By Ben White on October 30, 2010
On Monday November 1st VC4Africa will launch its new matchmaking platform. Hard to believe knowing we started with only a Linkedin Group and later a platform on Ning:) In lead to this date we would like to publish a bit more on the ‘process behind the scenes.’ It is actually quite remarkable given we worked with designers from Rotterdam and Nairobi, software teams in Amsterdam and in Cameroon and photographers from Kenya and Ghana!! Not to mention the project team comes from Seattle, Limburg and Santa Fe:)
None of this would have been possible without an incredibly talented and motivated team. This week I will be interviewing different people who worked on the project so you can get an insight into the process. It shows that a project can truly be crowdsourced from across Africa, the US, Europe and elsewhere. We hope the new VC4Africa platform serves to mute the naysayers and shows what’s possible instead.
Today I interview Joshua Wanyama. This guy is busy! He is the co-founder and CEO of Pamoja Media and more recently the brains behind the stock photography site AfricaKnows. Joshua has a lot of strengths but for this project it was his visual insight that made the difference. He is a great photographer and really helped us capture the images we needed to incorporate into the design process. I am excited to see his latest project AfricaKnows take off and this is exactly the kind of entrepreneur (and brilliant ideas) we aim to support at VC4Africa.
What was the draw for you to help VC4Africa launch?
I first encountered the VC4Africa website in 2008 as it started out on the Ning platform. When the opportunity to work on it arose, I took it as we share similar visions for Africa. So hopefully my involvement in the development also translates in a small way to helping the organization achieve its vision.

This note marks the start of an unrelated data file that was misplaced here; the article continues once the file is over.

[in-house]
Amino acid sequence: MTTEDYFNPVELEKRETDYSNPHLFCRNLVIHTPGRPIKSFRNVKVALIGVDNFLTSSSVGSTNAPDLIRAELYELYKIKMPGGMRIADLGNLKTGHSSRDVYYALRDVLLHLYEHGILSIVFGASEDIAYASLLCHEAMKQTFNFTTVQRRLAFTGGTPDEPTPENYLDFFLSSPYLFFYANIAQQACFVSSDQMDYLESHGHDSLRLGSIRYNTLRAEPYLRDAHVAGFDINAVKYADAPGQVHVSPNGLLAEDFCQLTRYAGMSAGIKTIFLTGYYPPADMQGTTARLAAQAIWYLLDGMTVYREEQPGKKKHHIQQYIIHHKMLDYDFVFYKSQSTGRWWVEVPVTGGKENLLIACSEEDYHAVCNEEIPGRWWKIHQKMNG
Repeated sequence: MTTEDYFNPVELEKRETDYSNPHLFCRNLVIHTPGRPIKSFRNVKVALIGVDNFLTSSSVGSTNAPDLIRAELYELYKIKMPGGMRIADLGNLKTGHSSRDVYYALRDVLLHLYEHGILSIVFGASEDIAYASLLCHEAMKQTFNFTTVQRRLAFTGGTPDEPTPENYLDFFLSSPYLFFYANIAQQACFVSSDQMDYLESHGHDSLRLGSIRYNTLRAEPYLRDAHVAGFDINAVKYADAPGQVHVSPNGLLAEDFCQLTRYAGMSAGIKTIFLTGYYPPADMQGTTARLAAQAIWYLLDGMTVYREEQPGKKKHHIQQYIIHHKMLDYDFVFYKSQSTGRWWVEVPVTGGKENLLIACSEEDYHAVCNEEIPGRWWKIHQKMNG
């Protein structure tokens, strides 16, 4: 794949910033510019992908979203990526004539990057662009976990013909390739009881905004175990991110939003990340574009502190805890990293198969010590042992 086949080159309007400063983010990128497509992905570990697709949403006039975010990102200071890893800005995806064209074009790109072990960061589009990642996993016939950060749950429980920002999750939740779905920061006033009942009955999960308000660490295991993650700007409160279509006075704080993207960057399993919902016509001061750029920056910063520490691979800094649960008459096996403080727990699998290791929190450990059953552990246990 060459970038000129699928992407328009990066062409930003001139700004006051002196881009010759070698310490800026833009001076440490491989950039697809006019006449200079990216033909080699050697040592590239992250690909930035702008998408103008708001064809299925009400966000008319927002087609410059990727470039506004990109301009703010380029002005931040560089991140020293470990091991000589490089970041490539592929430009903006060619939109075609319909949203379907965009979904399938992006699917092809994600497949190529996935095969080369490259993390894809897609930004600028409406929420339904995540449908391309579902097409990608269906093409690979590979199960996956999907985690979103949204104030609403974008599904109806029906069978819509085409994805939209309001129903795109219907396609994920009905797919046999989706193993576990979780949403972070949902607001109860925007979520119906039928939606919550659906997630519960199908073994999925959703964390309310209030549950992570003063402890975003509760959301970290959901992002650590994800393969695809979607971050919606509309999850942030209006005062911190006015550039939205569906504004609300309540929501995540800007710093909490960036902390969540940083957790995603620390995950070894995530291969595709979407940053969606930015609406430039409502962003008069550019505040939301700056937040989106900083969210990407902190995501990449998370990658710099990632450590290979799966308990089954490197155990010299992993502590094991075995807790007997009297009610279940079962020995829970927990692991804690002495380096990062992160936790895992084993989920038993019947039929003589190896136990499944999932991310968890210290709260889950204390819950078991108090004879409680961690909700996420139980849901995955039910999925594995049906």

How did the process work for you, what made it different and how was it working with a design from Rotterdam?
The process was great. I was part of the design team with a wonderful designer Gaudi Hoedaya. It was my first full co-creation project spanning two continents. At first I was tentative on whether success was possible. But once we begun work, I knew we had a great process in hand and a good chance of bringing this site to fruition.
Can you talk a bit about the creative process and exchange with Gaudi?
We divided work along clear lines. Gaudi would work on the logo for VC4Africa and also develop the stationery material for the organization. Gaudi also designed the homepage and two internal pages of the site. I worked on the visual elements that would be considered for the brand including logo, images, colors and word play. This was to be the source of inspiration for Gaudi. I also finalized the site design and flow for each section within the site.
How did you come with those collages of images for example?
I started out by first exploring the words that kept coming up as we talked about the project. From these words, I picked 8 themes to explore. Once they were selected, I then found images and illustrations that would reflect these themes. I then explained the research and some key thoughts that Gaudi should consider while working on the logo. Once I forwarded him the collages, the rest was history.
What are the main ideas behind the design and the new site from your side?
We needed to highlight that a project of this magnitude can produce great results from combining varied geographic regions and experiences to deliver a project that was both dynamic and an embodiment of Africa
An African and European designer can actually work together while never having met and still be able to come up with an appropriate solution.
The whole existence of VC4Africa is to be able to give entrepreneurs and wonderful ideas in Africa a chance to grow to become something bigger. This site attempts to make this easier for both people seeking funding, those looking for opportunities to fund and the community to engage and have the best ideas rise to the top. It is my hope that we have achieved this goal.
How do you look at the results?
I think the site is successful from the development standpoint. It is now important the get the community to use it. This will be the final measure to let us know if it is successful or not.
What is for you the strength in this collaborative process?
Different thoughts from different people ensured a wonderful mix of ideas. These ideas in turn gave us a chance to build a good solution that has a really good chance to be great depending on how the community and its use of the different features. Without the various experiences being brought into one melting pot, we might have gotten a more cookie-cutter solution which the new VC4Africa site clearly isn’t.
Anything else you think is interesting to add?
I would love to see more collaborative projects in the future and see how many are successful. Maybe this might encourage technologists within the continent to develop more continental solutions.